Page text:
I am a sucker.
I live in Lake Merritt, Oakland, and am a model of the prototypical young professional who gave up dreams of a San Francisco address for the promise of barely affordable rent.
While I carry little cash on me, I have a smartphone on me at all times. My iPhone carries no password. My Gmail app remains forever logged in. In my email, there is record of my passport number, my pin code, social security, bank accounts and the two standard passwords I use for pretty much everything.
Which is dumb, especially when in the past week, 25 people have been robbed within a mile of my apartment, many in broad daylight.
You’d imagine I’d compensate with smart behavioral choices, but I don’t. I tweet on trains. I hold Google Maps open in front of me like a helpless tourist when I’m trying to find my way.
People just like me are why “Apple picking” – when smartphones are taken at gunpoint or snatched out of our hands in public, just as we’re distracted in nailing down that perfect Facebook status update on the bus – is a boom industry.
Forever striving to be the nation’s technological leader, the Bay Area leads the way on this new frontier. Over half of all thefts here involve smartphones, a figure that leaves New York, Los Angeles, and pretty much everywhere, in the dust.
Last Thursday, San Francisco Mayor Ed Lee launched a MUNI-targeted campaign to influence San Franciscans to change up their smartphone behavior. “Eyes Up, Phones Down,” it implores us. Taken alongside the “Secure our Smartphones” initiative launched in June by the San Francisco District Attorney George Gascon and his New York counterpart Eric Schneiderman, it forms the start of a new front of advocacy that could be taken as biting first world satire if we didn’t so desperately need saving from our own smartphone use in the first place.
Through the end of October, there had been more than 9000 robberies and thefts in Oakland in 2013, according to official police statistics. A staggering three-quarters of which are believed to have involved a smartphone.
Historically, San Francisco has trailed behind its bridge neighbor in phone thievery. A San Francisco Chronicle column from December 2011 quaintly bemoaned the theft of 40 smartphones in the previous month. Not one to be easily bested, the city is now doing its best to cut the deficit, recording double-digit annual jumps since, according to the 2012 FBI Uniform Crime Report.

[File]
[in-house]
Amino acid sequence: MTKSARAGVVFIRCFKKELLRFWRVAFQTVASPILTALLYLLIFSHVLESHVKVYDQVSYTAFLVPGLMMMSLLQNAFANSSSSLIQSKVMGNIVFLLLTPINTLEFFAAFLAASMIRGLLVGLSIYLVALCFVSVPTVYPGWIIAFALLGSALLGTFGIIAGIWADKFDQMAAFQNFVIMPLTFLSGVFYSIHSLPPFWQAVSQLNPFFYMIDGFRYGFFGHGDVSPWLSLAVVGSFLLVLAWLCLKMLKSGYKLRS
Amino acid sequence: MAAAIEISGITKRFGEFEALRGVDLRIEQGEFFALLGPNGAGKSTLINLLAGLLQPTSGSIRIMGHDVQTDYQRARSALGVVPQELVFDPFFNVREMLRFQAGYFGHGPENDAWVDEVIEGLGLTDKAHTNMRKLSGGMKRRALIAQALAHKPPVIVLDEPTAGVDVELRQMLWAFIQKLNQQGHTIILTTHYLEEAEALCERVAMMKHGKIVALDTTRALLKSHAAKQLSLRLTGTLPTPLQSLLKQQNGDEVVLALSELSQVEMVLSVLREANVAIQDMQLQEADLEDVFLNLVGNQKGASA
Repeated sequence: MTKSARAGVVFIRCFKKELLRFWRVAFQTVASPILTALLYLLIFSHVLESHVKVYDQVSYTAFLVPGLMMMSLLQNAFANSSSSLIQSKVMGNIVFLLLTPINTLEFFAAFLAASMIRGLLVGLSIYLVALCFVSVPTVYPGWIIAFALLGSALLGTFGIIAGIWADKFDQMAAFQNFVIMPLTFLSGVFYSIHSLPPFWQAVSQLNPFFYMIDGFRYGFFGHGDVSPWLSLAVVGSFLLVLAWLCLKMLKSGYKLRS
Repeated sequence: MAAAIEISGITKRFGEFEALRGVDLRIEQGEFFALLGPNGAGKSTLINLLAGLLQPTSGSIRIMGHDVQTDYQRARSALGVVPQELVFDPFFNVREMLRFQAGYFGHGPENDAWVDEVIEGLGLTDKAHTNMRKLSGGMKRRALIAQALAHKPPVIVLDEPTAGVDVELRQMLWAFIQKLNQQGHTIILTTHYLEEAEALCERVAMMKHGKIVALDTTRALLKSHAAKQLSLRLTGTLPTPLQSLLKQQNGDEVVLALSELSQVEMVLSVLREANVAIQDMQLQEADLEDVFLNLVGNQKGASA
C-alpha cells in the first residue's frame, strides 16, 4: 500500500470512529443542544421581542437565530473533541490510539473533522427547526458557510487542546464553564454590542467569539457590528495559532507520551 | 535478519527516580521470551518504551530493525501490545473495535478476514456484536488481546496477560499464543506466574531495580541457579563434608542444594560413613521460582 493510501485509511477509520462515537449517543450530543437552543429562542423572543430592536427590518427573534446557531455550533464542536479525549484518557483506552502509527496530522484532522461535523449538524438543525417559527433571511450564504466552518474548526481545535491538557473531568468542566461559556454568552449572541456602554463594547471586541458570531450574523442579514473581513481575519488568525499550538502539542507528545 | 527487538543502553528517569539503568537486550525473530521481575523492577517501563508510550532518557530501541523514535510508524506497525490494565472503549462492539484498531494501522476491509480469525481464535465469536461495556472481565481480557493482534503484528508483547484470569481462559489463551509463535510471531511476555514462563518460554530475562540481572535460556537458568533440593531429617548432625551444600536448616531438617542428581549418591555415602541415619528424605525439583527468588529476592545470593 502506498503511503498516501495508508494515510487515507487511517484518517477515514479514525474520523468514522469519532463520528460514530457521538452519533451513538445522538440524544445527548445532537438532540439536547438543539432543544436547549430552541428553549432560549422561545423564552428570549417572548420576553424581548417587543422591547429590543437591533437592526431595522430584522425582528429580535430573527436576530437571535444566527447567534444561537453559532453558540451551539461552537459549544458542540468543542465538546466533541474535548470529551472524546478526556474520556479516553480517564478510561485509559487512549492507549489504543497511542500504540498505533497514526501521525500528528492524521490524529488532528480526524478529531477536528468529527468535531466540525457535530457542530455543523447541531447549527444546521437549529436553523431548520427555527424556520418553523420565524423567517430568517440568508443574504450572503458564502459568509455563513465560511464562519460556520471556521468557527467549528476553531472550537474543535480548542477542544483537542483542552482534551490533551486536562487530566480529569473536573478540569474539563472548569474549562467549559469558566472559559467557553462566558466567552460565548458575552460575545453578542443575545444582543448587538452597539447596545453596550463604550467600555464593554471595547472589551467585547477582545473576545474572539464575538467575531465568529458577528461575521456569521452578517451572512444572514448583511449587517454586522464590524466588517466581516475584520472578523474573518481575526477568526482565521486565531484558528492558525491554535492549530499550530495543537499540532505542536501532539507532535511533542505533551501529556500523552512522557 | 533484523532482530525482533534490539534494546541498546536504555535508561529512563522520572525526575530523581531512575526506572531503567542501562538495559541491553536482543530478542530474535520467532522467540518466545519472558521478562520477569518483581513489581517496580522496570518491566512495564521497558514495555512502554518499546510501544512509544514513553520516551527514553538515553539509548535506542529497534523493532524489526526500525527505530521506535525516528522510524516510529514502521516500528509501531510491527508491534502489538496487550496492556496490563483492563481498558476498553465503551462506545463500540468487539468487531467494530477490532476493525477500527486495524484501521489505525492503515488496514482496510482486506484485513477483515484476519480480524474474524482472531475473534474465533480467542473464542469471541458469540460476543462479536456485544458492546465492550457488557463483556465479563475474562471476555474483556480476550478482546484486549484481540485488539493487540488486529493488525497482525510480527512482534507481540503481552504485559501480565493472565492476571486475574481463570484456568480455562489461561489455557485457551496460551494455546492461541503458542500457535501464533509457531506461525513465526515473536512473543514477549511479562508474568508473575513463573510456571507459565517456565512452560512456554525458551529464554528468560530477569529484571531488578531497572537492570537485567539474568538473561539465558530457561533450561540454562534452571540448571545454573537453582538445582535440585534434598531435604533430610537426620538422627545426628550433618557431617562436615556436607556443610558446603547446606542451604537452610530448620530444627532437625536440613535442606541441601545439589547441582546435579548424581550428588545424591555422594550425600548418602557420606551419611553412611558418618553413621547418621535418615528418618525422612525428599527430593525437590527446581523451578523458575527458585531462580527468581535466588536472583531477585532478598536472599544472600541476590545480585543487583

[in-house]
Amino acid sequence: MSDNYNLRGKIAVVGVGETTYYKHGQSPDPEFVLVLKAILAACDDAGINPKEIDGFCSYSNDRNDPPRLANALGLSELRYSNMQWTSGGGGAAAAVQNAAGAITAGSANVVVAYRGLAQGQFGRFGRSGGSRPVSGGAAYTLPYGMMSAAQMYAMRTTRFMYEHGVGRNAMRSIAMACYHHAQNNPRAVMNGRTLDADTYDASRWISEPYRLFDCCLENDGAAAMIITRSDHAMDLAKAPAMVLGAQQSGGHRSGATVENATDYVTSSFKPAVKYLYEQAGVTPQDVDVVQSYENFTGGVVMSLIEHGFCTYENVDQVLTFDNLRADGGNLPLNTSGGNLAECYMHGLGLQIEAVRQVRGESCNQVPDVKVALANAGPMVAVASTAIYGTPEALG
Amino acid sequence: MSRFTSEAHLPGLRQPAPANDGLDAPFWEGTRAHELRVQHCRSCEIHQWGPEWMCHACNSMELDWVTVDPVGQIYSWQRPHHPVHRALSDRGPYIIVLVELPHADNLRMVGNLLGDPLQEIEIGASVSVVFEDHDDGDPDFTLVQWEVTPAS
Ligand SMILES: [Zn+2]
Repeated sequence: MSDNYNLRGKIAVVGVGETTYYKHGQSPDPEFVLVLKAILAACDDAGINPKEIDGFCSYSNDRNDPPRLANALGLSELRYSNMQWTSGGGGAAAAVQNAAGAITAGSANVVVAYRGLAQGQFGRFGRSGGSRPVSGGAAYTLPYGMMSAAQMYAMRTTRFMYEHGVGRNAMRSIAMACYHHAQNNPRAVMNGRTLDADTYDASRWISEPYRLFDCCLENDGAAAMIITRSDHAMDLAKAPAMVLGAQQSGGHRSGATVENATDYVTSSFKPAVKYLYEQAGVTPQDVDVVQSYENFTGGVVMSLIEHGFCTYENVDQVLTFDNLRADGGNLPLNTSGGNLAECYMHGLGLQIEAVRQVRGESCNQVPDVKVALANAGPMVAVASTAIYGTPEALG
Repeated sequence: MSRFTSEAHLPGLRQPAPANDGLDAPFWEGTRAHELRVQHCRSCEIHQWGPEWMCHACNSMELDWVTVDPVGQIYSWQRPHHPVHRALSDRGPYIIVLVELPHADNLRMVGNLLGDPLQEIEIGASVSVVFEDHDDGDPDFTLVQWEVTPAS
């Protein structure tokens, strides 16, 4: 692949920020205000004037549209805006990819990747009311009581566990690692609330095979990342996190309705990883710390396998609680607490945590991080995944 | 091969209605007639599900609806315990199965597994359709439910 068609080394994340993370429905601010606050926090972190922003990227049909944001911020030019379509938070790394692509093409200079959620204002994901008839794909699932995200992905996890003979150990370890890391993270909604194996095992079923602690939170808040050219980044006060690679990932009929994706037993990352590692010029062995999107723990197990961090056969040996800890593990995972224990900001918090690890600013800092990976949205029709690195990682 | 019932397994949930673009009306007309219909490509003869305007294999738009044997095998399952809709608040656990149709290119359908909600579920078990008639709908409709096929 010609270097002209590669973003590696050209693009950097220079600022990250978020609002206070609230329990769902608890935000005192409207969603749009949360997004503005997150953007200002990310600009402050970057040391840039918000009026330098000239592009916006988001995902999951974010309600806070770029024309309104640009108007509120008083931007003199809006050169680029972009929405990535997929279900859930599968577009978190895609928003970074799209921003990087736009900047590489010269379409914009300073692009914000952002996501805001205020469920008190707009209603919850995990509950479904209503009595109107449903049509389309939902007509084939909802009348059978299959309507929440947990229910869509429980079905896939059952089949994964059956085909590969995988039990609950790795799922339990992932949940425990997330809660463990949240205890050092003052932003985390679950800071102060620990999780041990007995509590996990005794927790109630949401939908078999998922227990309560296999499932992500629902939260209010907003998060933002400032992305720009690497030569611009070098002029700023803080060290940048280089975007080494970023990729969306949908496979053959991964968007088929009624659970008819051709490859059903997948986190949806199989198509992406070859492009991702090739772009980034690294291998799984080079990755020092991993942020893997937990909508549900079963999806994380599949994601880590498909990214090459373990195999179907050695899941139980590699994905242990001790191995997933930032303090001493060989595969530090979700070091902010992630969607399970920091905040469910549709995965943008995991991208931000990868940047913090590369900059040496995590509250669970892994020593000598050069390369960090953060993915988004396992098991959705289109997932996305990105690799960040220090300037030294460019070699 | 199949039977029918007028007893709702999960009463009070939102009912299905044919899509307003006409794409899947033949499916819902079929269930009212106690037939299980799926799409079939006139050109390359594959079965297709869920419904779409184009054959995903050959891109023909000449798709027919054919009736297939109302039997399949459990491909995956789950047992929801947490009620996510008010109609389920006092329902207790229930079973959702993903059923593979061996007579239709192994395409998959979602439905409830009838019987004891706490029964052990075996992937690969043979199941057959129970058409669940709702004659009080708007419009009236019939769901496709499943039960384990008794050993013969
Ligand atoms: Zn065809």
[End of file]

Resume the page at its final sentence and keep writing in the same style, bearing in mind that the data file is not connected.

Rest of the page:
We’re too readily aiding in our own demise. It’s a whole lot of stupid from people who view themselves as some of the smartest on the planet.
The city read on in horror in September following the murder of Justin Valdez, shot in the back on a MUNI train in San Francisco by a man who spent several minutes waving a gun around the crowded train car, unnoticed by fellow riders, all who had their faces down in their phones.
Reporting on the launch of the “Eyes Up, Phones Down” campaign, CBS news ran a compilation of security footage of phone thefts. Each cut featured an enthralled smartphone user, head down, unaware, their phone easily ripped from them.
“I don’t want to be regulated,” one San Franciscan told CBS news disapprovingly at the news last week, iconic white Apple headphones still plugged into his ears.
“I don’t want to be bored,” he moaned further.
Still, we need to get used to the idea of being targets, because stealing our phones is good business.
“I’d place the value of a stolen phone at somewhere around $400,” says Marc Rogers, Principal Security Researcher at Lookout in San Francisco, a mobile security company.
“If it was one of the new gold iPhones, in times of demand like this you’d see a substantially higher retail value on the black market.”
Research published by Lookout put the cost of lost or stolen smartphones to American consumers at $30 billion in 2012. A Consumer Reports survey estimated that 1.6 million Americans had their phones stolen last year.
This fight needs to start with smartphone users, because the power is most squarely in our hands to cut the supply off at the source.
As Rogers outlines, almost 50 percent of smartphones have no security pin, meaning that the phone can be restored back to factory settings with its data wiped and tracking software dismantled within moments of it being taken from you.